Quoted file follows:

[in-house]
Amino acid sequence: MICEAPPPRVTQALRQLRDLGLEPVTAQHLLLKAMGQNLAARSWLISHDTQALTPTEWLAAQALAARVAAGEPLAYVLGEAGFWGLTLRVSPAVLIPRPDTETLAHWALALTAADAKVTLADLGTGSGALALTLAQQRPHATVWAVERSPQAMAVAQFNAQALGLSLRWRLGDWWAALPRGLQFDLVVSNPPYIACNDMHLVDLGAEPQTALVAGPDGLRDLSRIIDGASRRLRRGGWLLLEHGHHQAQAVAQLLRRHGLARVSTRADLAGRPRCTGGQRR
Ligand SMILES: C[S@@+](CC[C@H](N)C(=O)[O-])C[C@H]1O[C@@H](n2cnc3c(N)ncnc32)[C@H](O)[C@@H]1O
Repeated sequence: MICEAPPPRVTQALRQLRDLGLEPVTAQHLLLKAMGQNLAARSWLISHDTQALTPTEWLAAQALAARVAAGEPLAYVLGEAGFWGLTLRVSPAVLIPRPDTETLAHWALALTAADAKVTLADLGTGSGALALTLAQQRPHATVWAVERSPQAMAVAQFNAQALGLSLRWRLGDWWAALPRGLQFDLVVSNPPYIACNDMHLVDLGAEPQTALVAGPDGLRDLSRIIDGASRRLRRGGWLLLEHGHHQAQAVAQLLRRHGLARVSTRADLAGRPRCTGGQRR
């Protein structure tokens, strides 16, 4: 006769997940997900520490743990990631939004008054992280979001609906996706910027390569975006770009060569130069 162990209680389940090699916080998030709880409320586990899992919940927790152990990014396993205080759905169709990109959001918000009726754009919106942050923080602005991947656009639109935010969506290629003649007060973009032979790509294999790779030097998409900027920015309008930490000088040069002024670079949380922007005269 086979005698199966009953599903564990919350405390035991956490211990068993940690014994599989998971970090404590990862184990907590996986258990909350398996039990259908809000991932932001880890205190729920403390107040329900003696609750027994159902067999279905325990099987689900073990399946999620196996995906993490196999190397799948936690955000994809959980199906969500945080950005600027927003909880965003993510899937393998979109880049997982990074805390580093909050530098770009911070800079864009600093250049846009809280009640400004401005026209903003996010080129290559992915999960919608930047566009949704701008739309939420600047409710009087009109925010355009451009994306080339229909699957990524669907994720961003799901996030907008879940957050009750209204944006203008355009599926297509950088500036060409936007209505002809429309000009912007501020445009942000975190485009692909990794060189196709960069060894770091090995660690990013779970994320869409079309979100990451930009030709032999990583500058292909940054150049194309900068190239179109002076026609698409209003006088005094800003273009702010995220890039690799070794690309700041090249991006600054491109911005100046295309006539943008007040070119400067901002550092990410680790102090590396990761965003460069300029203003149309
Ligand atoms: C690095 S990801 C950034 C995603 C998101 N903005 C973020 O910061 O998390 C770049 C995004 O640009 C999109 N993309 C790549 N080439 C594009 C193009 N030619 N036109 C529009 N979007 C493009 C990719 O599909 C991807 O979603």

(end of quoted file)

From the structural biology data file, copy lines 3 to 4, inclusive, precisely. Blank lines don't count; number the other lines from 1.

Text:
Ligand SMILES: C[S@@+](CC[C@H](N)C(=O)[O-])C[C@H]1O[C@@H](n2cnc3c(N)ncnc32)[C@H](O)[C@@H]1O
Repeated sequence: MICEAPPPRVTQALRQLRDLGLEPVTAQHLLLKAMGQNLAARSWLISHDTQALTPTEWLAAQALAARVAAGEPLAYVLGEAGFWGLTLRVSPAVLIPRPDTETLAHWALALTAADAKVTLADLGTGSGALALTLAQQRPHATVWAVERSPQAMAVAQFNAQALGLSLRWRLGDWWAALPRGLQFDLVVSNPPYIACNDMHLVDLGAEPQTALVAGPDGLRDLSRIIDGASRRLRRGGWLLLEHGHHQAQAVAQLLRRHGLARVSTRADLAGRPRCTGGQRR